Prince Heirs Accuse Estate Advisers of Mismanaging Tribute Concert

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General view during the Official Prince Tribute-A Celebration of Life and Music concert at Xcel Energy Center on Oct. 13, 2016 in St Paul, Minn.

L. Londell McMillan of the estate calls the allegations "wildly and unethically false."

Two of the heirs likely to receive a share of Prince's multimillion-dollar estate have accused the estate's special entertainment advisers of mismanaging an October tribute concert and holding on to profits the estate was guaranteed to receive. The pair are seeking at least $7 million. 

In documents filed with the Carver County District Court, where Prince's probate case is being heard, Prince's sister Tyka Nelson and his half-brother Omarr Baker leveled the mismanagement charge at veteran entertainment attorneys L. Londell McMillan and Charles Koppelman, who have been employed by the estate as experts to help monetize Prince's entertainment assets and have entered a number of licensing agreements on behalf of the estate. Last week, the two siblings also opposed McMillan being appointed a special adviser to the estate, favoring former Prince associate and CNN commentator Van Jones for the role; the judge ultimately ruled that one was not necessary. 

Nelson and Baker also argued that Bremer Trust, the temporary special administrator of the estate that hired McMillan and Koppelman, should be liable for the attorneys' actions and should not be discharged until the heirs received a proper accounting of the profits from the concert. Bremer, which was appointed by the court to temporarily administer Prince's estate shortly after his death on April 21, is currently scheduled to turn over its management duties to a permanent representative, Comerica Bank and Trust N.A., at the end of January.

"The allegations are wildly and unethically false as well as damaging to the Estate and Heirs who gained financially," said McMillan in a statement to Billboard. "Our focus remains to protect and maximize the value of the Prince estate and legacy. I understand the appropriate responses to these absurd comments will be forthcoming by Bremer."

All monetary figures are redacted from the court document, but at a court hearing on Jan. 12, the heirs' attorney, Steven H. Silton mentioned a guarantee of $7 million. Judge Kevin W. Eide immediately cautioned Silton that he was discussing confidential matters in open court.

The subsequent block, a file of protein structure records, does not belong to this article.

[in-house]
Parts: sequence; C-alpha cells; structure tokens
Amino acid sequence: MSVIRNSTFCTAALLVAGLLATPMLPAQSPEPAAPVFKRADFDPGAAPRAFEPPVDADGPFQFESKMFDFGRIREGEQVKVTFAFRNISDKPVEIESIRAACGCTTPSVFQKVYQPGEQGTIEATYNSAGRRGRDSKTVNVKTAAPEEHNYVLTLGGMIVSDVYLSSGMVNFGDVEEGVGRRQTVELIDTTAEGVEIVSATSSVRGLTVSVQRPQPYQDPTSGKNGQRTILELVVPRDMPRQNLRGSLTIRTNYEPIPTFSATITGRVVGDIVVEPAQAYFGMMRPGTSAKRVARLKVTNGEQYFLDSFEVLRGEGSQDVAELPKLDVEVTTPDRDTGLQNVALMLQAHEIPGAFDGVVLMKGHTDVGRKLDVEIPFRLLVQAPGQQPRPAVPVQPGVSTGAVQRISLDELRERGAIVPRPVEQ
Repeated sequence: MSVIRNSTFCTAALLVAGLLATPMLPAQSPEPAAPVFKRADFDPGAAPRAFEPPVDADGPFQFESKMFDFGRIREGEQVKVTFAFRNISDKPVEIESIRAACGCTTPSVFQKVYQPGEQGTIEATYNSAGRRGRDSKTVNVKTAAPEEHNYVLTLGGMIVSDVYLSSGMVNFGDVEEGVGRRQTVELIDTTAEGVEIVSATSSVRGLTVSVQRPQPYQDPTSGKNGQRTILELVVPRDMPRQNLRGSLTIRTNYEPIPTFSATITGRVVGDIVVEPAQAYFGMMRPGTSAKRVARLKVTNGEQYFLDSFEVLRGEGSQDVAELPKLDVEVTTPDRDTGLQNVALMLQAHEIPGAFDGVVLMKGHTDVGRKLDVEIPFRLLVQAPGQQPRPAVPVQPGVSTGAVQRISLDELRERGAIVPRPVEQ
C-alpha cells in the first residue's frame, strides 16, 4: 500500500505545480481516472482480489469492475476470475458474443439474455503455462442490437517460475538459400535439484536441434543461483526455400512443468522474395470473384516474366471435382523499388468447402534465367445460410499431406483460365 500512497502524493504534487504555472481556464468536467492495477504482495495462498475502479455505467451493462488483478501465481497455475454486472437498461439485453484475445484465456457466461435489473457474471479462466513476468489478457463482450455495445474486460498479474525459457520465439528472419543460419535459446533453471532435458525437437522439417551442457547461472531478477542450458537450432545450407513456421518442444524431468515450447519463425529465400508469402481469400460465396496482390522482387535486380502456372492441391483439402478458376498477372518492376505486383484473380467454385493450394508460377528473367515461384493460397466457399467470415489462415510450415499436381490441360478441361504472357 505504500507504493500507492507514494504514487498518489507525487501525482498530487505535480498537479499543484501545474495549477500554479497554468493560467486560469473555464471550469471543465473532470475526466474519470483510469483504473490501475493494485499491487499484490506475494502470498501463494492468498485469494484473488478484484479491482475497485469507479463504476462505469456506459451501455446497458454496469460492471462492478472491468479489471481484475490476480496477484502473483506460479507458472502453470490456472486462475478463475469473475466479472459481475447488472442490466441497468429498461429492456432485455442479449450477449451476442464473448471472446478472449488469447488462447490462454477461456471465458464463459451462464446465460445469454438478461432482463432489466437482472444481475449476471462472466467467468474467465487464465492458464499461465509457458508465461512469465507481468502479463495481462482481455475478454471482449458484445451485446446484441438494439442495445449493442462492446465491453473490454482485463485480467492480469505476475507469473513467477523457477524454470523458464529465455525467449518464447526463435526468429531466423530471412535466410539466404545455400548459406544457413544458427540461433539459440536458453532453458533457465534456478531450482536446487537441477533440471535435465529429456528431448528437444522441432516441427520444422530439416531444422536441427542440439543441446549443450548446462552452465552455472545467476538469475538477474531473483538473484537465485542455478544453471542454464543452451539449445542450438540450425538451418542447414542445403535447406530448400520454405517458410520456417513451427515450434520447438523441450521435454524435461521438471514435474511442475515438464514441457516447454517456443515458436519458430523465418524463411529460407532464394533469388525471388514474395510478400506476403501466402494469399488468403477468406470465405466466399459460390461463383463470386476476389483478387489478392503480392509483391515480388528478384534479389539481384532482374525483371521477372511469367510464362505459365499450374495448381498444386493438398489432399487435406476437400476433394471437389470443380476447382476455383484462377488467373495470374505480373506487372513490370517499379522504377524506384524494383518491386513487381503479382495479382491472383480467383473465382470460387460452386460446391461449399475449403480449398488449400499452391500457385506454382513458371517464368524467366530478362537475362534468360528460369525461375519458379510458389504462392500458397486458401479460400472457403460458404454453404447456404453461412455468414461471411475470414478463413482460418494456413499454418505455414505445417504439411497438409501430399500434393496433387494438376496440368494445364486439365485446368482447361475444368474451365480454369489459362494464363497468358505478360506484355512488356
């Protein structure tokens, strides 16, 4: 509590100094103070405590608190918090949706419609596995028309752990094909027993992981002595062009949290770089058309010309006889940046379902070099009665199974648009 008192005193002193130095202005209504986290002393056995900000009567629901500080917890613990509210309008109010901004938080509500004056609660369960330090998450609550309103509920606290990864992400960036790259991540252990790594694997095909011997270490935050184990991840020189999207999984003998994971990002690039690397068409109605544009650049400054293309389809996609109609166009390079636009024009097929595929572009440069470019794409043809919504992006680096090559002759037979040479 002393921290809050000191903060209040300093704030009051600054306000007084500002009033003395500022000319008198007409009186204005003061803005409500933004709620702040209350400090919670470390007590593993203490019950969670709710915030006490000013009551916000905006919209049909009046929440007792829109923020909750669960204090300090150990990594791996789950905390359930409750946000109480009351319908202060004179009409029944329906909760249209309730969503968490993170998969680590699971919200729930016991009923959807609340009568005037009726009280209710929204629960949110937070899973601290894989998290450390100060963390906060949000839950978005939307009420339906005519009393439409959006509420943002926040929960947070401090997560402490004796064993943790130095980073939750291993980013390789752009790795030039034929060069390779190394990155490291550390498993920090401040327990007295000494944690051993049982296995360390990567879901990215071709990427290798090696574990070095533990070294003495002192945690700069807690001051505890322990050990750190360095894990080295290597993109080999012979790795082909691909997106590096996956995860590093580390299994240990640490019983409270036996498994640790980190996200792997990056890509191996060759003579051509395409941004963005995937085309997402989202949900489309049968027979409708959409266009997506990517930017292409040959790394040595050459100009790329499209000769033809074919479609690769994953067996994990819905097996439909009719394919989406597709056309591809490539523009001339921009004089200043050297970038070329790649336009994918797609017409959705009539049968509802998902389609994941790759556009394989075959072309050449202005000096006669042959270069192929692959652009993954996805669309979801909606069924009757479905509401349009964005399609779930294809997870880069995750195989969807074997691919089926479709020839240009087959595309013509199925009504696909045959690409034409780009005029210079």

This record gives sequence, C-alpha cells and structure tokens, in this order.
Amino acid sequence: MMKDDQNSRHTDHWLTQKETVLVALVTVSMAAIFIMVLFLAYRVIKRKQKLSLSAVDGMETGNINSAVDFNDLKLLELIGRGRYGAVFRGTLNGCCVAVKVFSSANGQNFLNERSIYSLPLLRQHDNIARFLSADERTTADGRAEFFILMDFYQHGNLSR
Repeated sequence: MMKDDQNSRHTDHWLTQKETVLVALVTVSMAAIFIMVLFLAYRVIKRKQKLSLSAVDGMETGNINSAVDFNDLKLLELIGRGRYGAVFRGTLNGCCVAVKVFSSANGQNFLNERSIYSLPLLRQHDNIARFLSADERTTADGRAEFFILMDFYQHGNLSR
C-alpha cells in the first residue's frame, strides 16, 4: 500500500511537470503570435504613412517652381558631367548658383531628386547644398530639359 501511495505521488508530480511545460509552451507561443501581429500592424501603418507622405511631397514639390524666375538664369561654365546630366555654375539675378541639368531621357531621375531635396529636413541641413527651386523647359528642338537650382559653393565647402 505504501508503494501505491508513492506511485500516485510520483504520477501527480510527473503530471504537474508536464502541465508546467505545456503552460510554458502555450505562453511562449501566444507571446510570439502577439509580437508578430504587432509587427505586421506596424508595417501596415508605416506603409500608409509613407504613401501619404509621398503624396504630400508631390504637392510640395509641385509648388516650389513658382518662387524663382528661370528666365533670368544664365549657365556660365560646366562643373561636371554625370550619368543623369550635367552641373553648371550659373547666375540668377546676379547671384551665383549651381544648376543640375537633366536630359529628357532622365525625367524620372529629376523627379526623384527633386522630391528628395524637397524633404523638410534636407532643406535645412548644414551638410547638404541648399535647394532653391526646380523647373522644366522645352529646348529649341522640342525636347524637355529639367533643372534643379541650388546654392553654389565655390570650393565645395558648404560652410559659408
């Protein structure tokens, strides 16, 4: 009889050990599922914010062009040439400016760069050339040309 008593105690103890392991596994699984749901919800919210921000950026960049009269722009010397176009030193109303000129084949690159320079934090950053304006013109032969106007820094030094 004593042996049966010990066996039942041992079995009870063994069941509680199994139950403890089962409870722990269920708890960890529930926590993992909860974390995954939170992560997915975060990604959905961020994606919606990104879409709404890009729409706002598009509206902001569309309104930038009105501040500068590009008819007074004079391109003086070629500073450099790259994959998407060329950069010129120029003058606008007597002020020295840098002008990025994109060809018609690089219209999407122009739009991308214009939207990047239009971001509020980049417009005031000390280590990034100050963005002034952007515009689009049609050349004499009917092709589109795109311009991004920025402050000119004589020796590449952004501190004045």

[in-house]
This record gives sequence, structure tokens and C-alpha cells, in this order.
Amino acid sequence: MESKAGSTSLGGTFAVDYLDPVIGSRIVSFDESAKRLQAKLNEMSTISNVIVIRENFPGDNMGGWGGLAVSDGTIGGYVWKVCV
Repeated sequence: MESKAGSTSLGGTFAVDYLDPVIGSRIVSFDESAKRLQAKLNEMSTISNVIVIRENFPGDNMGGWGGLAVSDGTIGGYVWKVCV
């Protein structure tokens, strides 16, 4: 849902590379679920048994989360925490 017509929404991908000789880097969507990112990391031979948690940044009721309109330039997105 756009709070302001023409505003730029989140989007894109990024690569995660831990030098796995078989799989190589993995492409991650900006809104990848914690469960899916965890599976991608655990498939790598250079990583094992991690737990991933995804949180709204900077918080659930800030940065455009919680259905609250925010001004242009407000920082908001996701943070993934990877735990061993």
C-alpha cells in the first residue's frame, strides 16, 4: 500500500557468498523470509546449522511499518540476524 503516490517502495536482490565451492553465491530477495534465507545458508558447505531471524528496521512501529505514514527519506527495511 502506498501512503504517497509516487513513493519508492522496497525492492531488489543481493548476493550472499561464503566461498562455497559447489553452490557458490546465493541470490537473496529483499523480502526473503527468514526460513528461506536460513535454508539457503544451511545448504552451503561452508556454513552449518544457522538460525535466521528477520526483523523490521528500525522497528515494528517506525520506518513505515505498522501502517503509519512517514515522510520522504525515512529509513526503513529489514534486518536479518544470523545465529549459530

Originally planned for the new U.S. Bank Stadium in Minneapolis, the tribute concert was later moved to the smaller Xcel Energy Center in St. Paul. Along the way, some performers were announced before they were confirmed, and other performers dropped out along the way.

According to Nelson and Baker, Bremer, on the advice of McMillan and Koppelman, hired Jobu Presents, a company formed solely to promote this concert, instead of more experienced promoters. Jobu backed out, but still paid McMillan a commission, which Bremer never tried to recoup, the heirs allege.

"Mr. McMillan profited greatly from the sold-out tribute concert and the after-party from the use and exploitation of estate assets," the document states, adding that Bremer failed to seek compensation from McMillan.

McMillan, who represented Prince for 13 years and freed him of his Warner Bros. contract in the '90s, was one of two attorneys recently in contention to assist Comerica as a co-personal representative of the estate, with the support of four of Prince's likely heirs. Nelson and Baker, however, wanted the appointment to go to Anthony "Van" Jones, the nonprofit organizer and CNN commentator who oversaw much of Prince's philanthropic activities; he is also co-counsel with Silton to Nelson and Baker. Earlier this week, Judge Eide refused to appoint either attorney, saying that a representative who did not have unanimous support of the heirs would be divisive.

Nelson and Baker claim that in addition to the concert proceeds, Bremer's final accounting does not list the full value of other estate assets, including revenue streams from Prince's recordings. The overall value of the estate is currently estimated to be as much as $300 million.

Prince died April 21 last year of an accidental overdose of the painkiller fentanyl. Because he apparently left no will, Judge Eide and Bremer spent much of 2016 fielding numerous claims from people insisting they were related to Prince, few of whom presented a strong enough case to even warrant genetic testing. At a recent hearing, the judge said the estate would likely be dived between the six people listed on the initial filing with the court: sister Tyka Nelson and half-siblings Sharon Nelson, Norrine Nelson, John Nelson, Omarr Baker, and Alfred Jackson.

Editor's Note: This article has been updated with comment from L. Londell McMillan